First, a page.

The Statistics Seminar speaker for Wednesday, Sept. 9. 2020 is Armin Schwartzman. Schwartzman's research encompasses theoretical and practical aspects of statistical signal and image analysis in a variety of scientific applications. These include spatio-temporal and high-dimensional data analysis, geometric statistics and smooth Gaussian random fields, with applications in biomedicine, the environment, neuroscience, genetics and cosmology. Armin Schwartzman received his bachelor's and master's degrees in electrical engineering from the Technion - Israel Institute of Technology and the California Institute of Technology; and his PhD in Statistics from Stanford University. He was an R&D engineer at Rockwell Semiconductor and Biosense Webster, and has held faculty positions in Biostatistics at Harvard University and Statistics at North Carolina State University. He is now Professor at the University of California, San Diego, with a joint position between Biostatistics and the Halicioglu Data Science Institute.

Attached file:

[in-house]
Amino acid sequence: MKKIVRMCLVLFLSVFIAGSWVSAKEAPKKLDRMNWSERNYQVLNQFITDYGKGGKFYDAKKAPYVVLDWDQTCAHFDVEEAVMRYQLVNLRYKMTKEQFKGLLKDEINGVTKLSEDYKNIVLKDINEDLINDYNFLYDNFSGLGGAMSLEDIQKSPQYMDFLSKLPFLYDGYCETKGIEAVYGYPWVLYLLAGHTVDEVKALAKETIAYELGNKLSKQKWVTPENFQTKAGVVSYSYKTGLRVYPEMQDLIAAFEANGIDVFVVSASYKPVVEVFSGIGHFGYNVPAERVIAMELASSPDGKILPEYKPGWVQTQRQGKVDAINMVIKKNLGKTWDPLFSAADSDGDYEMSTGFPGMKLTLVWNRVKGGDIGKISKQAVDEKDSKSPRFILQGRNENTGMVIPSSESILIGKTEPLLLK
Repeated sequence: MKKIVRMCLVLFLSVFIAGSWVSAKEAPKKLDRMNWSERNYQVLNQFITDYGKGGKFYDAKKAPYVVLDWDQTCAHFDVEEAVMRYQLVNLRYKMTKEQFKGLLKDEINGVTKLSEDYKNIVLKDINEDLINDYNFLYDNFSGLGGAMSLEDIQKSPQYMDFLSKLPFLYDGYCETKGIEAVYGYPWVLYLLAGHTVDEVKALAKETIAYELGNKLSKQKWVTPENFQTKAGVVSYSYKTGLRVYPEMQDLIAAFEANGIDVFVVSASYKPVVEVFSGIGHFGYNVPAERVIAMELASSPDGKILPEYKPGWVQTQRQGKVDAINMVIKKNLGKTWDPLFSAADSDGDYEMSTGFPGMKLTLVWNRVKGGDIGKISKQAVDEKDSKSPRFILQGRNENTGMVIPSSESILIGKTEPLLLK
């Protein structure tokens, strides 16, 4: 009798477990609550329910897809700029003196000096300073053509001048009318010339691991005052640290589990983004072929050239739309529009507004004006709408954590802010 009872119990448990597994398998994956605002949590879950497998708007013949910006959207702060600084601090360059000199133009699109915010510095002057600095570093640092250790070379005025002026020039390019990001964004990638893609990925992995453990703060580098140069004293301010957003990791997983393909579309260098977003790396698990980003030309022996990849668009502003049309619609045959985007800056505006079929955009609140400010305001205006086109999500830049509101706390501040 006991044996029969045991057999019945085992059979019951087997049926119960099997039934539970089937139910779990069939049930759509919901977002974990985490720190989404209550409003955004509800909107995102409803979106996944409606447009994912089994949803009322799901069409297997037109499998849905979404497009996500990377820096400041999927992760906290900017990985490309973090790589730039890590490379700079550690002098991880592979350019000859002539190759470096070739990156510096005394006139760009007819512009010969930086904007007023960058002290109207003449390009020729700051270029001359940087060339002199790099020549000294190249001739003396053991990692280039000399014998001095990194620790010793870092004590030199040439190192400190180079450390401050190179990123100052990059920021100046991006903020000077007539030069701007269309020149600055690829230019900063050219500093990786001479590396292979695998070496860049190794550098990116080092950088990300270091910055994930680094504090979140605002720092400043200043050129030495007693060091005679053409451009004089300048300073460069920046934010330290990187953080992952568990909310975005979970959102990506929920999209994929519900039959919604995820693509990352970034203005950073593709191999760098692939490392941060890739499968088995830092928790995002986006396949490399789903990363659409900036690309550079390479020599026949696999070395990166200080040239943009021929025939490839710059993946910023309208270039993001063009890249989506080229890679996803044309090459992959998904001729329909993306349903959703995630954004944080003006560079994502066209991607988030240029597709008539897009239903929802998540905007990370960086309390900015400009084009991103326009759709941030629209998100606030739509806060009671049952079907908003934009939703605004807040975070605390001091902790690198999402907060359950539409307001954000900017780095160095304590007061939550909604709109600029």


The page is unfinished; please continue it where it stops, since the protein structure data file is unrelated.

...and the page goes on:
Title: Coverage Probability Excursion (CoPE) Sets for Spatial Localization of Important Effects
This talk will be held via Zoom, with a link and password to the talk shared to the SDS community via email.
Abstract: Spatial functional data, for example in climate (2D) and neuroimaging (3D) studies, often ask the question: where are the important effects? Traditionally, especially in neuroimaging, this question has been answered via null hypothesis testing, assuming that the signal is sparse. But what if the signal is not sparse? Rather than testing for significance, we propose to directly estimate the spatial regions where the signal is above a certain importance threshold. The uncertainty in the estimates is then captured by a nested pair of spatial confidence regions, defined in such a way that the true excursion set is bounded with a given confidence. Given repeated noisy observations on a fine grid, asymptotic coverage probabilities may be determined using the Gaussian kinematic formula or via a multiplier bootstrap. As examples, the method is used to determine regions of substantial warming in North America in the 21st century, and to determine regions of high activation in task fMRI.